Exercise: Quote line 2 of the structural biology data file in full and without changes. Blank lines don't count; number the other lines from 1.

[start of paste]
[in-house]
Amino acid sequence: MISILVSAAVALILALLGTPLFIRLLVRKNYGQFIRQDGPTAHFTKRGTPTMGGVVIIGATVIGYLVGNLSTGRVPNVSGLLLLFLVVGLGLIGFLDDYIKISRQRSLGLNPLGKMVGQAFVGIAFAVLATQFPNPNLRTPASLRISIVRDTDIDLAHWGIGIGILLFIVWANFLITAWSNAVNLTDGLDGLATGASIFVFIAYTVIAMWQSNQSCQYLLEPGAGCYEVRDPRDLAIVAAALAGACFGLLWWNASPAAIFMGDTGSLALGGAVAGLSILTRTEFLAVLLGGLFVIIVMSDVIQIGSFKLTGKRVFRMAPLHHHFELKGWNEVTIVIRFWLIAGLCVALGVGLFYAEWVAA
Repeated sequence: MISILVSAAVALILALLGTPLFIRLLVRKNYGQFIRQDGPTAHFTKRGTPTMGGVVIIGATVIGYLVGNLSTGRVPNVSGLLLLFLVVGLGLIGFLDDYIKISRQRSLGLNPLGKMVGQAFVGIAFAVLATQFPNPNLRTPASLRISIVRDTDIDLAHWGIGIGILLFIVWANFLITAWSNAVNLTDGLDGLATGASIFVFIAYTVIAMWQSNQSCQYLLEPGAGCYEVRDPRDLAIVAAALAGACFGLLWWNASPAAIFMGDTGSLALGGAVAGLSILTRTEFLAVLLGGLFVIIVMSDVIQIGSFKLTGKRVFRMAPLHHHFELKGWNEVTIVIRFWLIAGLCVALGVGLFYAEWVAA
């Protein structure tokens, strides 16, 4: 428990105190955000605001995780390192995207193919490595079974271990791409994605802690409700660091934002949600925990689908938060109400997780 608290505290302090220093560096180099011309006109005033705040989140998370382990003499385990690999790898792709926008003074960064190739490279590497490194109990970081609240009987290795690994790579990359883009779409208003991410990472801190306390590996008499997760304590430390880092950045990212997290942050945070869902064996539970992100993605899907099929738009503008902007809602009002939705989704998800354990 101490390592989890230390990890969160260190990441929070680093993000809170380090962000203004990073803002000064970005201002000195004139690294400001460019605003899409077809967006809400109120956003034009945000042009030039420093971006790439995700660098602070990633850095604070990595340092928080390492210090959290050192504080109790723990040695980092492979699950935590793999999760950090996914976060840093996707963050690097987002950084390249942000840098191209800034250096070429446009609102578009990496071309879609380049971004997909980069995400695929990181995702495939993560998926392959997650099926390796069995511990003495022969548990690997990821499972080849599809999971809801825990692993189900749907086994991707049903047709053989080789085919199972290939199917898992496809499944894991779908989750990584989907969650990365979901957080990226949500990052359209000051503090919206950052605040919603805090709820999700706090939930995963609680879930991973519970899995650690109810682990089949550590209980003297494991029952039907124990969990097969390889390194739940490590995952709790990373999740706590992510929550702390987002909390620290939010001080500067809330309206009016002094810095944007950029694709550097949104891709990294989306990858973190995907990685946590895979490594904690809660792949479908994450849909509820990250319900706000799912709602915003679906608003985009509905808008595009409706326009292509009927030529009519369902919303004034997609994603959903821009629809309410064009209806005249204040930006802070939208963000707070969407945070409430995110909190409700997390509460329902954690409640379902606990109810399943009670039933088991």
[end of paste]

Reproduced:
Amino acid sequence: MISILVSAAVALILALLGTPLFIRLLVRKNYGQFIRQDGPTAHFTKRGTPTMGGVVIIGATVIGYLVGNLSTGRVPNVSGLLLLFLVVGLGLIGFLDDYIKISRQRSLGLNPLGKMVGQAFVGIAFAVLATQFPNPNLRTPASLRISIVRDTDIDLAHWGIGIGILLFIVWANFLITAWSNAVNLTDGLDGLATGASIFVFIAYTVIAMWQSNQSCQYLLEPGAGCYEVRDPRDLAIVAAALAGACFGLLWWNASPAAIFMGDTGSLALGGAVAGLSILTRTEFLAVLLGGLFVIIVMSDVIQIGSFKLTGKRVFRMAPLHHHFELKGWNEVTIVIRFWLIAGLCVALGVGLFYAEWVAA